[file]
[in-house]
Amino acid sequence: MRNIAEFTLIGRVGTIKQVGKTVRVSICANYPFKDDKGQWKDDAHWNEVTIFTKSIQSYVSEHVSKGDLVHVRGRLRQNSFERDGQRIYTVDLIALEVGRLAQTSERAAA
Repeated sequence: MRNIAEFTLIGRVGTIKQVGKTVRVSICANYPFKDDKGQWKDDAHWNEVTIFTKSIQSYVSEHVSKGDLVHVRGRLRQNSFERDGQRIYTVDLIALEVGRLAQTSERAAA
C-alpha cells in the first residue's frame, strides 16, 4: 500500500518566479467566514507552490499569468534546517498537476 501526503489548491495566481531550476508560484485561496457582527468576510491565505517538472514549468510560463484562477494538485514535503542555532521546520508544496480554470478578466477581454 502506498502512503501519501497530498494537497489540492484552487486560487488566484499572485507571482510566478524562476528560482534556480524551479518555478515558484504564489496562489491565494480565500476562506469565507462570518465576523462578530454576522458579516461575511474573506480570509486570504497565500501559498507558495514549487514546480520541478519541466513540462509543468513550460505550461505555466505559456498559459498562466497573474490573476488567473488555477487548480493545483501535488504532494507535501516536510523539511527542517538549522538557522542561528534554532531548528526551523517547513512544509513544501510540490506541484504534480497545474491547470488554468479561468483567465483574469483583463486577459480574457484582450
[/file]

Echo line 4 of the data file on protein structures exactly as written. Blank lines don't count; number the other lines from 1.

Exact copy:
C-alpha cells in the first residue's frame, strides 16, 4: 500500500518566479467566514507552490499569468534546517498537476 501526503489548491495566481531550476508560484485561496457582527468576510491565505517538472514549468510560463484562477494538485514535503542555532521546520508544496480554470478578466477581454 502506498502512503501519501497530498494537497489540492484552487486560487488566484499572485507571482510566478524562476528560482534556480524551479518555478515558484504564489496562489491565494480565500476562506469565507462570518465576523462578530454576522458579516461575511474573506480570509486570504497565500501559498507558495514549487514546480520541478519541466513540462509543468513550460505550461505555466505559456498559459498562466497573474490573476488567473488555477487548480493545483501535488504532494507535501516536510523539511527542517538549522538557522542561528534554532531548528526551523517547513512544509513544501510540490506541484504534480497545474491547470488554468479561468483567465483574469483583463486577459480574457484582450